Installation view 1 & 2, PANOPTICON 2009, Installation, 125cm x 200cm x 45 cm. Edition of 3.
Video projection on salt, mounted unpolished half-round glass shelves
On an obvious level the work refers to the sufferers of stigmata, the ecstatics who experience the divine in the flesh through the appearance of wounds/ marks on their hands, feet, side, or brow – the marks of the Passion of Christ with corresponding and intense psychological and physical suffering. However, a flowing stream of salt is substituted for blood, perhaps referring to the healing properties of salt as an antiseptic material but also playing with the idea of ‘rubbing salt in one’s wounds’, thus compounding the agony of one who has already suffered injury. However, unlike the flow of blood from a wound, the salt is actually flowing upward towards the viewer – as if the holes in the hands
have become small fountains through which the salt materializes.
For this work, I thought specifically about the notion of distance, of looking outward into space as a means of establishing a relationship with the world. Often, one imagines that the sensory act of looking is some kind of guarantee of objective knowledge (as opposed to say touching, smelling or hearing – sensory experiences that are somehow ‘suspect’ in their subjectivity, their intimacy).
But here, this certainty is questioned and rendered ambivalent through the disappearing body: the gaping wound that makes of Saint Thomas a believer. That is to say, exactly because one believes in what you see with your eyes, you are drawn into a complex system of subjective beliefs that, as in the case with stigmata, may have a very real impact on the body – both yours and that of others.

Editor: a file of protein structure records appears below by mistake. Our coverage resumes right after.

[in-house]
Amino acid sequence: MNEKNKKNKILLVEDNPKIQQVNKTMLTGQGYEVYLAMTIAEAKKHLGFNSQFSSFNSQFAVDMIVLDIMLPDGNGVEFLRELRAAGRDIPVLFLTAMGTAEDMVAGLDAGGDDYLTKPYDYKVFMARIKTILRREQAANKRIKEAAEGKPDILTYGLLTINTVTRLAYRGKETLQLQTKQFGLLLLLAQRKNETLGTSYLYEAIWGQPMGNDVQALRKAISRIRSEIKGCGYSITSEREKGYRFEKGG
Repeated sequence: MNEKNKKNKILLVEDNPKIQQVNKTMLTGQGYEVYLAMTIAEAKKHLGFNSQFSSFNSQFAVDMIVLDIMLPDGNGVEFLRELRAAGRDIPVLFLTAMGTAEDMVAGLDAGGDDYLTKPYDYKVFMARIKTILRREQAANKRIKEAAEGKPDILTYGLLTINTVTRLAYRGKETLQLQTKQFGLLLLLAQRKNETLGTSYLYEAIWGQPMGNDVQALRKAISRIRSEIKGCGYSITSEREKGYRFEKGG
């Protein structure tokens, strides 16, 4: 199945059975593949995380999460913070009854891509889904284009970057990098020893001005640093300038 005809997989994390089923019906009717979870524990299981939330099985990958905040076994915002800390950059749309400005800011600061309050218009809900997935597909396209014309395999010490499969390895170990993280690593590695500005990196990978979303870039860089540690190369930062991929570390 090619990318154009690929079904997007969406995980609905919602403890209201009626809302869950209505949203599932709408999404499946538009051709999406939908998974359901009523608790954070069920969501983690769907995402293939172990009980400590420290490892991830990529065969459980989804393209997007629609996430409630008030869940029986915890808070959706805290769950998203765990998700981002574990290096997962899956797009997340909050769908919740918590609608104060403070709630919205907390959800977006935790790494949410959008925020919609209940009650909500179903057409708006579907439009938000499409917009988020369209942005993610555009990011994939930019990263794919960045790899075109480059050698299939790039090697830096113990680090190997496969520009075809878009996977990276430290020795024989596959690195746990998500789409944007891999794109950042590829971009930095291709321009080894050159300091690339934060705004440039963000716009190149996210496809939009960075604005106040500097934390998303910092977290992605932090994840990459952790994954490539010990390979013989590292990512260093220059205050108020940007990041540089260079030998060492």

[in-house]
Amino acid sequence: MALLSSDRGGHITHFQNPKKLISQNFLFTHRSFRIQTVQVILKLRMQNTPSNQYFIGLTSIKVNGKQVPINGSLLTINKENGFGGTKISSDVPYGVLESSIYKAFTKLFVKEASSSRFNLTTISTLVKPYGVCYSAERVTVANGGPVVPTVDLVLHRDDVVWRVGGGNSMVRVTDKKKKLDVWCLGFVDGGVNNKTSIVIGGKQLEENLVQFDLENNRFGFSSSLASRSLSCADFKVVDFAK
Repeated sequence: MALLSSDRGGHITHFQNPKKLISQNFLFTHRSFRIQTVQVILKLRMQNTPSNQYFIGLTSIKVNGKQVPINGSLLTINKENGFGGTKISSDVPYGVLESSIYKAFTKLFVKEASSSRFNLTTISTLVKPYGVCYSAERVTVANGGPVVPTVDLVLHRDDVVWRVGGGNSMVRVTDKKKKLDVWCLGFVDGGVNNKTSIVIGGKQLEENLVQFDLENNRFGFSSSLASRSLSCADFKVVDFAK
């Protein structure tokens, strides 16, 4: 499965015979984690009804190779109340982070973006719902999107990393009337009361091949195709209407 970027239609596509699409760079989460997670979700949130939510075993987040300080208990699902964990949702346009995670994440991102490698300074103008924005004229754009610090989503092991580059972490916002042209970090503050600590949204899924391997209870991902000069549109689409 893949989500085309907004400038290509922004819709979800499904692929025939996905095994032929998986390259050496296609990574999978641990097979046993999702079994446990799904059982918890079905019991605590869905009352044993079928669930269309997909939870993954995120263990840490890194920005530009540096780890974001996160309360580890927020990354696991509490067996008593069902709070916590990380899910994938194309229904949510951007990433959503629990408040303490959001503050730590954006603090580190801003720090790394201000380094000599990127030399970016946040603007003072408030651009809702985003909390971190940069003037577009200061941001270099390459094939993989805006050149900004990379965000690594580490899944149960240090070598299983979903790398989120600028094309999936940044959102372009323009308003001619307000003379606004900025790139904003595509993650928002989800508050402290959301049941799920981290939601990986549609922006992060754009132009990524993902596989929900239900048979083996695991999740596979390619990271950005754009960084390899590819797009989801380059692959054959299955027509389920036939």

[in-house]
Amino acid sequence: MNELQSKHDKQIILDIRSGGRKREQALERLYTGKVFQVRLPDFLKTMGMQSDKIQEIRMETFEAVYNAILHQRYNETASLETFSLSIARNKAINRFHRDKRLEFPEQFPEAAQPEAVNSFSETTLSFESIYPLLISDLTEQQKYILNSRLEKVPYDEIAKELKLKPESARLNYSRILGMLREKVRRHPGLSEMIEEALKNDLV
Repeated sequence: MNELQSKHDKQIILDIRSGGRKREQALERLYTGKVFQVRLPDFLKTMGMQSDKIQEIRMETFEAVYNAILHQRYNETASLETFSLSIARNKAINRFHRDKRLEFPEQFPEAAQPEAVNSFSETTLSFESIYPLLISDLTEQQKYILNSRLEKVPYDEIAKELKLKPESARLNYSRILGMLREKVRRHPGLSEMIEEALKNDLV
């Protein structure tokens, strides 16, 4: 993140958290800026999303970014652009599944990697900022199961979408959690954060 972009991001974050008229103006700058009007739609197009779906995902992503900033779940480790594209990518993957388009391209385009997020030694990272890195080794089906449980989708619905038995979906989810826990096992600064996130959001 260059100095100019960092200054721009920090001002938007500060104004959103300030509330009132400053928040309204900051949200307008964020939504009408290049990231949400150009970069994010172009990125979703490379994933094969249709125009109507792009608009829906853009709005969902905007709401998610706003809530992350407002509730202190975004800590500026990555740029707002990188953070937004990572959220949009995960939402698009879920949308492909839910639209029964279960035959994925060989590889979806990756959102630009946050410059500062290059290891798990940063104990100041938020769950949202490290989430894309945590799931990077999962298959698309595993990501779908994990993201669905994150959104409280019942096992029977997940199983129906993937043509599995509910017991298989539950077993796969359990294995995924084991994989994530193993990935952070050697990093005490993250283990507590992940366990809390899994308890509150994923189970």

The viewer is ultimately positioned as an integral part of the work itself, taking the place of St Thomas and the desire inherent in his request to become a believer. By looking at the wounds, St Thomas becomes a believer in a particular kind of reality, one constituted by the interrelated values of ‘seeing’ and ‘believing’.
Of course, given the title of the piece (Panopticon – a reference to Jeremy Bentham’s plan for a prison), relations of power are inherent in this exchange between St Thomas and Jesus, the viewer and the artwork. In Bentham’s Panopticon, the reality of the prison is fundamentally underpinned by, and indeed constituted by the act of looking.
Technical assistance: Justus De Jager, Director of Photography, http://justusdejager.com/Home.html